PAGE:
A leader in yesterday's Telegraph struck the right note on the Bank of England's expected interest rate cut this week. It makes a series of points:
Firstly, "sleepy mishandling of interest rates allowed inflation and consumer credit to expand excessively". Indeed: interests rates stayed far too low for far too long, fuelling a credit binge, inflating an asset bubble, and storing up the trouble which has now brought the UK economy to (at best) a standstill.
Secondly, with a recession looming, the Bank of England was too slow to reduce interest rates. This is also true – just as easy lending and widespread mortgage securitization served to increased the money supply, their sudden collapse indicates a severe monetary contraction. The government should not try to re-inflate the economy – painful as it may be, we need a readjustment – but that doesn't mean interest rates shouldn't be cut. Deflation is probably a greater risk than inflation at the moment.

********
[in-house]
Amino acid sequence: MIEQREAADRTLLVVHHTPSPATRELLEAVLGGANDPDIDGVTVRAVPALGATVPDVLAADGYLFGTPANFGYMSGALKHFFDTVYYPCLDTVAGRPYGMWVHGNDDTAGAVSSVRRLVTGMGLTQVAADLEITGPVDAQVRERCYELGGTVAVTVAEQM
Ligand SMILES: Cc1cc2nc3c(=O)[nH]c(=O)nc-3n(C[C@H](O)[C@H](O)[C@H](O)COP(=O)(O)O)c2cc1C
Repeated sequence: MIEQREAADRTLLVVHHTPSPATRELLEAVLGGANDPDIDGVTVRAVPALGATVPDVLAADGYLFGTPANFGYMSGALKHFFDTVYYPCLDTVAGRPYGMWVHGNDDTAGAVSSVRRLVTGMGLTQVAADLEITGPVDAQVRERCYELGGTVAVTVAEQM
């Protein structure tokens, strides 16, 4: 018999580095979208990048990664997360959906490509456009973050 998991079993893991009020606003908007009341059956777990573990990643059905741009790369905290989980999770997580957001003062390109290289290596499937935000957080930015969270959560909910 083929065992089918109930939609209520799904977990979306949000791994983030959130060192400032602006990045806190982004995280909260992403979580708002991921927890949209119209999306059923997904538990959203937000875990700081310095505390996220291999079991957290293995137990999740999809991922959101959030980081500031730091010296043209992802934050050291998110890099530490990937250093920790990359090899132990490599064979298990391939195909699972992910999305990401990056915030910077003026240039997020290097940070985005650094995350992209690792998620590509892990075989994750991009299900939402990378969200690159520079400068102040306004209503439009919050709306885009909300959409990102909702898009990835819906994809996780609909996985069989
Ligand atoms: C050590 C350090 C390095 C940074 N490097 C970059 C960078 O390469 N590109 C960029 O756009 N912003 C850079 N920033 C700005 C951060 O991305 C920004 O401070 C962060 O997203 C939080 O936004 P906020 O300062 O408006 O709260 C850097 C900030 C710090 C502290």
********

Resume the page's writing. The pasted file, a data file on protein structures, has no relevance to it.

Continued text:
Thirdly, cutting interest rates is rather unfair on savers, since "saving in many high street accounts [already] involves losing money in real terms". This point is too often neglected – why should savers (who have behaved responsibly) lose out because lenders and borrowers (who haven't) have got themselves into trouble? The Telegraph therefore proposes that, as compensation, "the Government should eliminate tax on interest, making saving more attractive and also helping to make London attractive to global depositors, which will strengthen our banks."
So: the Bank of England should cut interest rates, and the government should eliminate the tax system's bias against saving. Sounds like good sense all round.